Nothing much to tell about the sea passage from Batumi to Odessa, lots of time on my hand and not much to do except eating, sleeping and to catch up on diary writing. Time aboard was two and a half days, but the passage itself took only one and a half, the rest of the time consisted of waiting; for 20 hours the ferry lay off the port because the landing was occupied and 5 hours for customs. The entire process was a bureaucratic nightmare, first I had to get six sets of customs documents and copies of my passport and motorcycle registration. With those, one had to go back and forth between 3 buildings (on 3 opposite ends of the port area of course), to get rid of one set of documents and copies and collect a red stamp on the last exemplar which certified that I passed the different stages of entering Ukraine (vehicle check, identity check, environmental check … ). After all these checks they checked, that I passed all the previous check successfully and approved of all the previous stamps by stamping the stamped document for a last and final time (they sure love their stamps). With this blue masterstamp on my last document I was then able to exit the port and enter Ukraine. Sadly, at the last checkpoint, they took away my cherished document with the masterstamp that had accompanied me through all the ukrainian customs offices and the jungle of bureaucracy.
After all that ordeal to enter Ukraine I was on the way out again on the next day. Leaving for Romania with the Danube Delta as destination. According to the maps, there was a road connection from the town of Tulcea to Sulina at the Black Sea coast. And I wanted to get there on that road to take a swimm off the shores of the Delta. In the beginning, reality conformed nicely with the maps and I followed the dirt road happily, despite the grey skies and light rain. After a good third of the distance reality started to become non-compliant though, the road became more and more overgrown and even the tire tracks started to disappear in the shrubs. To avoid any trouble I decided to turn around (the decision didn’t come lightly, I still regret not going for a swim there), but at that point I already went to deep into the Delta to get off lightly. The continuous rain in the last few hours had saturated the soil and turned surface of the dirt road into some kind of especially slippery clay from hell. The following 5 km were pure physical and mental struggle, it took me two hours to reach a point where the road provided traction again. I walked the entire distance, using my feet as outriggers to prevent the bike from sliding away under me. The surface provided no traction whatsoever neither to the tires nor my feet and I had to pick up the Tenere countless times (honestly, keeping count was too much effort). In addition the road was on top of a levee and inclined to the left, only the grass at the edge prevented the bike from sliding down.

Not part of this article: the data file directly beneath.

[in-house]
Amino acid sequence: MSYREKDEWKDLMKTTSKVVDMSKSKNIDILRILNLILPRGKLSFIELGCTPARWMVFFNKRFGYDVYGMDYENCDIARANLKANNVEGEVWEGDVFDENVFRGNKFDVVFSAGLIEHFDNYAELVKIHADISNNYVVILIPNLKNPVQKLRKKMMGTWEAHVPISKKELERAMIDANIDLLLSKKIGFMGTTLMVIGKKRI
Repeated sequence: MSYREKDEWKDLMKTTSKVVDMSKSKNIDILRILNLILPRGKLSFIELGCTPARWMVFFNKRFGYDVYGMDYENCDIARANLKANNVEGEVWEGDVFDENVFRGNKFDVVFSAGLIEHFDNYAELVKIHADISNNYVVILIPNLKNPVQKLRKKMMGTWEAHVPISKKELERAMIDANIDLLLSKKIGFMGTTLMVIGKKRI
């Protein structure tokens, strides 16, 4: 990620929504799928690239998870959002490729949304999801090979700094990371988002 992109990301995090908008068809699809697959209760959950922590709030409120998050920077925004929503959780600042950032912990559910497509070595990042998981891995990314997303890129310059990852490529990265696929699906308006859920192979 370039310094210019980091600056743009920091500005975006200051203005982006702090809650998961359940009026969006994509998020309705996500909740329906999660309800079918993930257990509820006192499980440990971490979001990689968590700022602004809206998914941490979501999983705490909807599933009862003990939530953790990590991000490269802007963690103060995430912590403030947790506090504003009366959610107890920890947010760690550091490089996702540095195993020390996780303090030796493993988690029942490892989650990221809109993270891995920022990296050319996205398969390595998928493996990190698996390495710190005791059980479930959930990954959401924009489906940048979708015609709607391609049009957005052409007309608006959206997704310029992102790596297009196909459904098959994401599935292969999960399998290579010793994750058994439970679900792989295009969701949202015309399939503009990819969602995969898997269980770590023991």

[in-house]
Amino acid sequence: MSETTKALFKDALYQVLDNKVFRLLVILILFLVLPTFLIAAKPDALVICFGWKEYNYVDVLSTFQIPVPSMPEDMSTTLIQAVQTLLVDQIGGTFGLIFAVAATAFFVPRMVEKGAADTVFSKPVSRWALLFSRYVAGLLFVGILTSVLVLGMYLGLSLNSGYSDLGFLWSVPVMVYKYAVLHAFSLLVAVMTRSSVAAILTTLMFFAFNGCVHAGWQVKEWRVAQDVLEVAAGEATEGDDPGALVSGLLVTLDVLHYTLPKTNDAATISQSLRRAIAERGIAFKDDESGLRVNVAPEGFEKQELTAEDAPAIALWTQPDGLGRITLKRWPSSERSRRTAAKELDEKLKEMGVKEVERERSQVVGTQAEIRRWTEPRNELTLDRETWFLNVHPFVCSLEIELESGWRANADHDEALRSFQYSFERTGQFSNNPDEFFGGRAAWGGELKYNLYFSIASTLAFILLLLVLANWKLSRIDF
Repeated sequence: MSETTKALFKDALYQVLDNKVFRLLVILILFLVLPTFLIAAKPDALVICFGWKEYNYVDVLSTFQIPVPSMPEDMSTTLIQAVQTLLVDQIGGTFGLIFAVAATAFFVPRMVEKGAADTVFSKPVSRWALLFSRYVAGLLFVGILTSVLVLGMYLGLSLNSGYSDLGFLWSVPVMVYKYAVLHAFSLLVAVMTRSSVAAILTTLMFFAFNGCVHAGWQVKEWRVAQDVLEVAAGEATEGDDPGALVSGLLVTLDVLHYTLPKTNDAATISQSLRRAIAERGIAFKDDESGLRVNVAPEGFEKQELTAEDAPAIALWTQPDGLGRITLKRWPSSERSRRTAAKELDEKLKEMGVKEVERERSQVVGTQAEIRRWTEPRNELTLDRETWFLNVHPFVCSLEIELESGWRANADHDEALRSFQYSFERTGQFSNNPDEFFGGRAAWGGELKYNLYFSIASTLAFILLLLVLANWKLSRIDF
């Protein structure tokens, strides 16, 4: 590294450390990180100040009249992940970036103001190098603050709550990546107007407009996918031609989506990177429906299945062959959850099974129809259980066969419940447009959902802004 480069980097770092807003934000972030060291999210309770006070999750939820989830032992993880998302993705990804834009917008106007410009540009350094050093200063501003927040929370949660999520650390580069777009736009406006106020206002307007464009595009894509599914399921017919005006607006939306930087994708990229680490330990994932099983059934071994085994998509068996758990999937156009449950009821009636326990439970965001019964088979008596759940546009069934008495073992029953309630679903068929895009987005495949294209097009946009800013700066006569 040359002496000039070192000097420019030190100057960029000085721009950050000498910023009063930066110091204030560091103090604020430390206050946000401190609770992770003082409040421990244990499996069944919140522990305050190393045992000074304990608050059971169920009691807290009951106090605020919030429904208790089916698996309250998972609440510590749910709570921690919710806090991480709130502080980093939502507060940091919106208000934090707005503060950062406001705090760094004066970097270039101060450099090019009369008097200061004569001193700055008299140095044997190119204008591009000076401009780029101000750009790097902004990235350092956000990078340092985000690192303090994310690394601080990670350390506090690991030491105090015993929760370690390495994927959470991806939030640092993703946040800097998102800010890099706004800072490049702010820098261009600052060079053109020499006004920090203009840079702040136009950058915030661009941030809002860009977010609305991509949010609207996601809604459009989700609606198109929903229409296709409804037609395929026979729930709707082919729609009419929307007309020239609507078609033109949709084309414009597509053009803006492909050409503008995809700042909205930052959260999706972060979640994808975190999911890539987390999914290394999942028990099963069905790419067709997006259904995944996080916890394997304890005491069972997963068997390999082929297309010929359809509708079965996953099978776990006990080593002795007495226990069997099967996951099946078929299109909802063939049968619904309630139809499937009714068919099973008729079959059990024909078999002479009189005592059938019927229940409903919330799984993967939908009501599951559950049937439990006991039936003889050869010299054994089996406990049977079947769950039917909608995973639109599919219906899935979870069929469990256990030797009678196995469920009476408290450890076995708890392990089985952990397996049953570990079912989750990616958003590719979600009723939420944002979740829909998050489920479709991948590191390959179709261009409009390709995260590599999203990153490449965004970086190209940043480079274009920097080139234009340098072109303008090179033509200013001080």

Completely exhausted I reached Tulcea again, found accomodation (owned by an extremely nice grandpa who allowed me to park the muddy bike in his dining room) and dropped dead. The weather in the next morning was warm and sunny, perfectly fine for a visit of the Danube Delta, feigning no responsibility for yesterdays events. I resisted and assessed the damage instead – a bent rear-brake lever which I repaired with the help of a local garage and a broken right hand guard due to a faulty design of the mounting point – and cleaned the bike. From now on, I experienced the occasional problem while switching gears, but the actual damage of this excursion revealed itself one year later, long after I returned from this voyage. One or several drops on the gear lever had sent an impact in the transmission thereby damaging a gear wheel which disintegrated after a few thousand kilometers and wreaked havoc in the transmission. Luckily, it held together for now and I could enjoy the following leg through the Carpathian Mountains. While they are worthy of an entire trip, you’ll have to contend with the following impressions.